Nicolas DiLorenzo, UF/IFAS Cattle Nutrition Specialist, NFREC Marianna
In an effort to cope with increasing feed prices, particularly protein supplements, researchers at the North Florida Research and Education Center (NFREC) began experimenting with alternative crops to harvest as silage. Forage soybeans are certainly not a new crop in our region, but with the development of new varieties, we decided it was time to re-evaluate its potential as an ensiled crop.
On July 23 of 2022, we planted 35 acres of irrigated land with forage soybeans (Large Lad, from Eagle Seeds Co.) following a corn crop that was harvested in mid-July as whole-plant silage. Seeds were drilled directly into the corn residue, and were fertilized with 100 units of potash, 40 units of P, and 60 units of N per acre. Later into the crop, two separate spray applications of boron were made, an herbicide (glyphosate) and an insecticide (Besiege, Syngenta) for the control of worms. Including all those inputs described, plus seed cost ($38/acre), planting and scouting, the total cost of planting forage soybeans in 2022 was $343/acre. On October 27, 2022, we harvested 6 tons of greenchop silage per acre; thus, the cost of the crop only, was $57/ton. Total harvest costs were $34/ton and included mowing, chopping and bagging (12-feet diameter bag 84 feet long). The total harvest from the 35 acres was 210 tons of forage soybeans with 36.7% dry matter. Adding the cost of growing the crop plus harvesting as silage, the total cost per ton of ensiled forage soybeans was $91/ton as fed, or $249/ton of dry matter.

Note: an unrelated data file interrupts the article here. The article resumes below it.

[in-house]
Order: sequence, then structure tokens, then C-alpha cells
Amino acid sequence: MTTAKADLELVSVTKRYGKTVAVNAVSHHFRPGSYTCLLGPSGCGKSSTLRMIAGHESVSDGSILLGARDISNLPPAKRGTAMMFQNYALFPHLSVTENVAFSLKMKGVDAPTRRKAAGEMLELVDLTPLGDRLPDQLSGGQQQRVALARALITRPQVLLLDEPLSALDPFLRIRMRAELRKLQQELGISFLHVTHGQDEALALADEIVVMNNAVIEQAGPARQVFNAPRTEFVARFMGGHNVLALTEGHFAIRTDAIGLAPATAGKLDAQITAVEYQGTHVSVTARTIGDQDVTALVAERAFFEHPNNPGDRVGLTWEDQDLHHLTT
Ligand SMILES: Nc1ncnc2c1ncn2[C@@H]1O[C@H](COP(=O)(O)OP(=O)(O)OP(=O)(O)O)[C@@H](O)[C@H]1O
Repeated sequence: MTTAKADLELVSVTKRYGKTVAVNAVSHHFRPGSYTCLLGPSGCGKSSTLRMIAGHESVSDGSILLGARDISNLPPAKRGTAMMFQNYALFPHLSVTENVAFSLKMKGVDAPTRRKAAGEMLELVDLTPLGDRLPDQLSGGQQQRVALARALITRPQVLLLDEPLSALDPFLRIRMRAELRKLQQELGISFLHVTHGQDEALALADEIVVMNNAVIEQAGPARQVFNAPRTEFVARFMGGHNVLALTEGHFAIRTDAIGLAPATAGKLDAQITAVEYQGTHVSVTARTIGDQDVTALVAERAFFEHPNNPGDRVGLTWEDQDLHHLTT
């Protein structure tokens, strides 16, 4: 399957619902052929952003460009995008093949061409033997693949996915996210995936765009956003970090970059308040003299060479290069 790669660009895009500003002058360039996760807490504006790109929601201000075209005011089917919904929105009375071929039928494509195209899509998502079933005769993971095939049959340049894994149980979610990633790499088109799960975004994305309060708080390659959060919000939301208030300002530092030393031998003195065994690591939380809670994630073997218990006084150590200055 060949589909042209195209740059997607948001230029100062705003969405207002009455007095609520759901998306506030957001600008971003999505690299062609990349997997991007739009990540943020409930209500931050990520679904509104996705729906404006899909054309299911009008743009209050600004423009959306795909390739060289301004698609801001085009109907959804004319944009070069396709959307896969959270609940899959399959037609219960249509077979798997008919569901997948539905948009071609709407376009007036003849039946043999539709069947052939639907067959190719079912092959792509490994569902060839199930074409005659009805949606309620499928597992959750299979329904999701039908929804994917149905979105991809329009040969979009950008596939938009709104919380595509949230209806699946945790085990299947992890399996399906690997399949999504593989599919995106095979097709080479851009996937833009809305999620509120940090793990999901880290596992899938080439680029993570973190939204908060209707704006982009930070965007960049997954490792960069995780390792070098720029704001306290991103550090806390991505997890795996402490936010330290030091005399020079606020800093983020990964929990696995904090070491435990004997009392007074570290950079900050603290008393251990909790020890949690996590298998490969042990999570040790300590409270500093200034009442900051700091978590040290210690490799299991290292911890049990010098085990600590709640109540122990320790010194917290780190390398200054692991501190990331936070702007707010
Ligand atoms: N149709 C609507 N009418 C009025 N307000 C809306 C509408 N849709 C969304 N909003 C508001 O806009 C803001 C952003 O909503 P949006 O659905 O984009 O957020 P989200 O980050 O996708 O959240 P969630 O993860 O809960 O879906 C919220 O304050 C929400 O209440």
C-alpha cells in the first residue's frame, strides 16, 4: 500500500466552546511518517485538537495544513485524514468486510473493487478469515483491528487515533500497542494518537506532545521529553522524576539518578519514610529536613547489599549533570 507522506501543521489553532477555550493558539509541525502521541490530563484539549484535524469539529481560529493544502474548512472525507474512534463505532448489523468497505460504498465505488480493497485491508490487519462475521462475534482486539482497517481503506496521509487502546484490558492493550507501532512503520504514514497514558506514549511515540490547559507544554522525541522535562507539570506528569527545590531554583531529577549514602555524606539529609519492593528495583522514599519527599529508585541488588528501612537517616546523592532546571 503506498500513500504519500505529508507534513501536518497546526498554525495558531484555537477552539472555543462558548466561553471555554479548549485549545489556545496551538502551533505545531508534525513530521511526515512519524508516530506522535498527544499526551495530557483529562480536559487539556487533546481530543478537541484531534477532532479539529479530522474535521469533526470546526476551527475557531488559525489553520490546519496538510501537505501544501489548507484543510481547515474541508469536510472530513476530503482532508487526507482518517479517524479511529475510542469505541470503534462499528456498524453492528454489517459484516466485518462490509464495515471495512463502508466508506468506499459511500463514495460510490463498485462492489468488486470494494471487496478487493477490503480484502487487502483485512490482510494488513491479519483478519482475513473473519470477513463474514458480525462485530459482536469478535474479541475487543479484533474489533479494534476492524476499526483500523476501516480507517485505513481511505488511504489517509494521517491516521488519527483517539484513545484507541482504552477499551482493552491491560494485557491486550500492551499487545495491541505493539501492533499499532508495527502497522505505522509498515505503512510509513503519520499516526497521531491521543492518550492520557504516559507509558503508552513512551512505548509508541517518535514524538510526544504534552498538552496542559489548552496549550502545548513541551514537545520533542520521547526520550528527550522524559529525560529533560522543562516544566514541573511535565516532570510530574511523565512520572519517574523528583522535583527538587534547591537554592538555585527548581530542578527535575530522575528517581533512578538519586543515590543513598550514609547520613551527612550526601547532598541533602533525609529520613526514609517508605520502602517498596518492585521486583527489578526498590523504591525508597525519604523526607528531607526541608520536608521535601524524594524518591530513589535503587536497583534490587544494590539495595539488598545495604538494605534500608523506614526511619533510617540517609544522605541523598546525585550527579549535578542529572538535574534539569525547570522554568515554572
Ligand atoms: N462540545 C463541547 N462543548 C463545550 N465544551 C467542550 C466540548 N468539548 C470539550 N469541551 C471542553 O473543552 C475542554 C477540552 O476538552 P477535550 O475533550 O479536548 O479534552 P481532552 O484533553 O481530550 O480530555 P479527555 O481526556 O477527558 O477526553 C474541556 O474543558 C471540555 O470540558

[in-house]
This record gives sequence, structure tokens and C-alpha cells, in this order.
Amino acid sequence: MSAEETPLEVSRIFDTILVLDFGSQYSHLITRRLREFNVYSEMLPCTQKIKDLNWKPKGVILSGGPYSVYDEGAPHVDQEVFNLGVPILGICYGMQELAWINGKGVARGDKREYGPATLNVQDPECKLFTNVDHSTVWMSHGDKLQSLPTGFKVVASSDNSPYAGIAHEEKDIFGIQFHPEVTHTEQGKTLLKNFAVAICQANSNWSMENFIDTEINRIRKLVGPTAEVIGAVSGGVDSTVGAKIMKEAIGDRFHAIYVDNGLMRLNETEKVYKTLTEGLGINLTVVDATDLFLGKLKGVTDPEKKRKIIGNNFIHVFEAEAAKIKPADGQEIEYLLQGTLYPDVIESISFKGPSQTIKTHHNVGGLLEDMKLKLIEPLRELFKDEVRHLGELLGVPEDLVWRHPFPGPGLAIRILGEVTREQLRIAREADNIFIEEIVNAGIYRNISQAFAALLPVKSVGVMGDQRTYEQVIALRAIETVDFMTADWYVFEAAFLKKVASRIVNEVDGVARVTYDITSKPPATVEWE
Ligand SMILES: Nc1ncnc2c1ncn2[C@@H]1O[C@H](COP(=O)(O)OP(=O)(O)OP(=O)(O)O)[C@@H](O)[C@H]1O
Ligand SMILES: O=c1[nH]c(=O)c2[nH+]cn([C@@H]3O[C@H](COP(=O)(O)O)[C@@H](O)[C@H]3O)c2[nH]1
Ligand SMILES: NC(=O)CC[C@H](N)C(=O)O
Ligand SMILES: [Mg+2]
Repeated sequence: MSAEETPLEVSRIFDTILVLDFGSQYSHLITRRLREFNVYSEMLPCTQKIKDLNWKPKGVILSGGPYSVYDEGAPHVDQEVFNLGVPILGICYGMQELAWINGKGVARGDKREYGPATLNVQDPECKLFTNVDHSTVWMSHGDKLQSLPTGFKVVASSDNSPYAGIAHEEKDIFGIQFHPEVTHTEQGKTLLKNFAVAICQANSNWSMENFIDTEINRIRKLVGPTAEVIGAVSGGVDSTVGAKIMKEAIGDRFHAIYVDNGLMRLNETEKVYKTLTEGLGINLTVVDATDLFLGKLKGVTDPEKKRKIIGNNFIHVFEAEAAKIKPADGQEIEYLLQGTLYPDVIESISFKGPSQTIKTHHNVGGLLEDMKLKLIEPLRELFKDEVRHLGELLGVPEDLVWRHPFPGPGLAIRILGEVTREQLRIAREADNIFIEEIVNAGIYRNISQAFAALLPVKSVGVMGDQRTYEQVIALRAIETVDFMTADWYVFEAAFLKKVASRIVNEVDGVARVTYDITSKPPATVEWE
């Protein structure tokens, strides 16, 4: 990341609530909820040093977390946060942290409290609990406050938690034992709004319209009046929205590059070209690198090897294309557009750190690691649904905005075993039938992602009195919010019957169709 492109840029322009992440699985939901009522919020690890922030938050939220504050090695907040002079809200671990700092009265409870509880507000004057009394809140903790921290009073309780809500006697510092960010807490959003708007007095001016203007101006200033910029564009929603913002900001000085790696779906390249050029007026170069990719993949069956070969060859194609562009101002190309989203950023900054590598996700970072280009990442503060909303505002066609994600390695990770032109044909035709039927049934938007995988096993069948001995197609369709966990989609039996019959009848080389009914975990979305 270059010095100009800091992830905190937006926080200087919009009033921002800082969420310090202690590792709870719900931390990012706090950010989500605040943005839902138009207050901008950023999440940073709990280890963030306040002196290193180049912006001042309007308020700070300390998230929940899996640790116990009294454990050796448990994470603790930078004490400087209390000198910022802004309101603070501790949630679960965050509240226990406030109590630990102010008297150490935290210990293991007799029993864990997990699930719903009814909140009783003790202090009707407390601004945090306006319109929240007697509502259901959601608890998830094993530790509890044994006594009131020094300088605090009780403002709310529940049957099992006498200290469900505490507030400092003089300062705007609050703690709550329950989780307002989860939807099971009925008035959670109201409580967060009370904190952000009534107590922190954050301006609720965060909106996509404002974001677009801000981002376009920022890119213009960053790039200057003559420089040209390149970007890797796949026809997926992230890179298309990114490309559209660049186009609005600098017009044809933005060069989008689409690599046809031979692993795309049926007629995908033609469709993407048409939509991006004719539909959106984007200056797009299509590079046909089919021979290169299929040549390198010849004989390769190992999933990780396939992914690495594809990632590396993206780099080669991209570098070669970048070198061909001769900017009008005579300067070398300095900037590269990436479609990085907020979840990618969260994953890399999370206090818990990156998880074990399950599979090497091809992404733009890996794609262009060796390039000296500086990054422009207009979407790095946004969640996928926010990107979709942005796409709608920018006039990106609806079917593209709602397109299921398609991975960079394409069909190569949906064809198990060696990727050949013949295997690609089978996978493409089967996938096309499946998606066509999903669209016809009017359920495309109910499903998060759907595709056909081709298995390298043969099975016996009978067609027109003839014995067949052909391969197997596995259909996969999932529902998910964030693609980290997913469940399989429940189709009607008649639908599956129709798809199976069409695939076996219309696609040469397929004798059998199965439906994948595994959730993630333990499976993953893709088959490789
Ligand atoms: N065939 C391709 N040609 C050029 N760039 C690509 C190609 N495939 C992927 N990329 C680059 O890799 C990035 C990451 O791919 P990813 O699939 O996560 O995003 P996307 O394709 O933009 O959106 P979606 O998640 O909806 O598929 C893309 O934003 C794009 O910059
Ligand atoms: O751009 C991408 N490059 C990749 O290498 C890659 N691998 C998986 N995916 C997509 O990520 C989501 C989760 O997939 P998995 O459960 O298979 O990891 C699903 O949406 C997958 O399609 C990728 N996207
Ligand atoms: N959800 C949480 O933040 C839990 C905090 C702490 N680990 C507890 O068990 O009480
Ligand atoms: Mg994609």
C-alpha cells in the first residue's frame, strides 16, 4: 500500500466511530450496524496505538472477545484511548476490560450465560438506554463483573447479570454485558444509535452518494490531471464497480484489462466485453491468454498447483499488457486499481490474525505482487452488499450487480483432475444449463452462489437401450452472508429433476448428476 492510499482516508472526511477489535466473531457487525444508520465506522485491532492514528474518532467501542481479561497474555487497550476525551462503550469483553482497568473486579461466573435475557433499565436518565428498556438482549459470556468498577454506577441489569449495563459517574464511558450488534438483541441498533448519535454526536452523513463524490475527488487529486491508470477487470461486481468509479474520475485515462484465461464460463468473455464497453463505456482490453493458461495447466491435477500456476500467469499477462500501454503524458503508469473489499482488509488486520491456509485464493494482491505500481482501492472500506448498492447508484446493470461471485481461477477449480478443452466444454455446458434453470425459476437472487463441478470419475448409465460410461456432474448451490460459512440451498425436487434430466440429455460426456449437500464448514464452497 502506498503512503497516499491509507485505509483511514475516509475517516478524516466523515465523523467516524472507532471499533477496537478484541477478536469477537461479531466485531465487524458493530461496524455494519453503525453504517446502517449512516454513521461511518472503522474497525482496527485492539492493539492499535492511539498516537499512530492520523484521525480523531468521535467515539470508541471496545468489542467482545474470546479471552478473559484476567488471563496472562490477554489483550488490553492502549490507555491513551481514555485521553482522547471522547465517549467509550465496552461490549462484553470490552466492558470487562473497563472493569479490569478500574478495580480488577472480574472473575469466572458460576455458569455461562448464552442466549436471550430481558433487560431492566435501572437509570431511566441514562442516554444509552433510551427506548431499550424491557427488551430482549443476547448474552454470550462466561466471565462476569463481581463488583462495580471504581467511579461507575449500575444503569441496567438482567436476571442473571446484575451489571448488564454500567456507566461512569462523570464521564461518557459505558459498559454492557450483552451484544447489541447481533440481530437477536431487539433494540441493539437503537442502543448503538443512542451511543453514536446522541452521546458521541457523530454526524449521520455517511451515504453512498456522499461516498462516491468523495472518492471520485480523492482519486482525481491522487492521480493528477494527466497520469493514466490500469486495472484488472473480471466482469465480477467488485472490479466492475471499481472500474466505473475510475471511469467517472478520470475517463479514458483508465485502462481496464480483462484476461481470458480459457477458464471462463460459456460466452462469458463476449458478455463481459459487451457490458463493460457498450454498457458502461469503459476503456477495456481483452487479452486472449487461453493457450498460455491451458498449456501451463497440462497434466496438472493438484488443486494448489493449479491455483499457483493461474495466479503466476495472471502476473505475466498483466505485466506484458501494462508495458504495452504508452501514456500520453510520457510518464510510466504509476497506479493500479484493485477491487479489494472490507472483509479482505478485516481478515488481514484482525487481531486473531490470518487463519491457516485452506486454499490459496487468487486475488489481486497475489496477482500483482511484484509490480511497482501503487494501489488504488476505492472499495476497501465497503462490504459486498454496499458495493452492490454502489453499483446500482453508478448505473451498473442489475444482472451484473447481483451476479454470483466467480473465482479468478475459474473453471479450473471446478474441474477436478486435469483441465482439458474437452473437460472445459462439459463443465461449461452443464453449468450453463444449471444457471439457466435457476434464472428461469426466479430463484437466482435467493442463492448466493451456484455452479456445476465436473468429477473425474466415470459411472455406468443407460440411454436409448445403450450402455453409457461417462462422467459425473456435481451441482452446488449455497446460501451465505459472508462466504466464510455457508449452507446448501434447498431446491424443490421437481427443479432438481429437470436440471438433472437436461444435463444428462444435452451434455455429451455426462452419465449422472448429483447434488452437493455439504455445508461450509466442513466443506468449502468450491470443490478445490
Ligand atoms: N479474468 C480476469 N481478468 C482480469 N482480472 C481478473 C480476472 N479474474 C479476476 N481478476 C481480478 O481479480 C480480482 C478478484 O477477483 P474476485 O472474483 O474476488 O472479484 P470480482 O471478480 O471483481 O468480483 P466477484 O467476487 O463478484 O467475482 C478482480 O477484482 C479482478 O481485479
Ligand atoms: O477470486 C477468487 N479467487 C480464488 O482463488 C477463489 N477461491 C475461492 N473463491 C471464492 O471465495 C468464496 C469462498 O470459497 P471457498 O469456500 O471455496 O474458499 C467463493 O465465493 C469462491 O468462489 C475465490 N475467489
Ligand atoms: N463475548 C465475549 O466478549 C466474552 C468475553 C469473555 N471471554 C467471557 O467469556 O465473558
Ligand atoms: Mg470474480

When tested in a commercial laboratory after more than 90 days of ensiling, the analysis showed that the forage soybeans had (on a dry matter basis): 18% crude protein, 8.9% crude fat, 3.4% starch, 30.2% NDF, 27% ash, and 57% TDN. These last two values were a bit surprising. It is possible that in an effort to harvest most of the pods in the plant, the cutting height was set too low, harvesting quite a bit of soil in the process. That may be the best explanation for the diluted energy of the crop and the high ash content. However, in most cases, it is rare to see soybean silage exceed 60% TDN on a dry matter basis.
Learning from our lessons in this first experience using forage soybeans silage at NFREC, a few recommendations emerge:
- If possible, plant earlier than late July to maximize harvest yield
- Research careful the best variety to plant. There are many options on the market and differences in germplasm that can greatly impact crop performance
- Adjust the cutting height to avoid harvesting soil and diluting the energy
- Harvest when the bottom leaves begin turning yellow to maximize yield and quality
- Use an inoculant designed for legumes to help in the fermentation and minimize losses, particularly during the feedout phase
Take Home Message
No doubt that $249/ton of dry matter is a large investment to do at one time. However, when considering that 77 tons of high-quality forage dry matter (18% CP, 8.9% fat) were harvested in one day from 35 acres, and without the need of feed storage facilities, certainly can make it an attractive proposition. This was not a research study but rather a simple field trial to evaluate the potential of this forage resource. Future research studies need to be conducted to assess optimal planting dates, fertilization rates, production timing to maximize yields and quality, and evaluating cost of production. Much room for improvement exists before wide-scale use of ensiled forage soybeans is recommended for cattle operations. In the context of high protein supplement costs, however, this option certainly needs further consideration.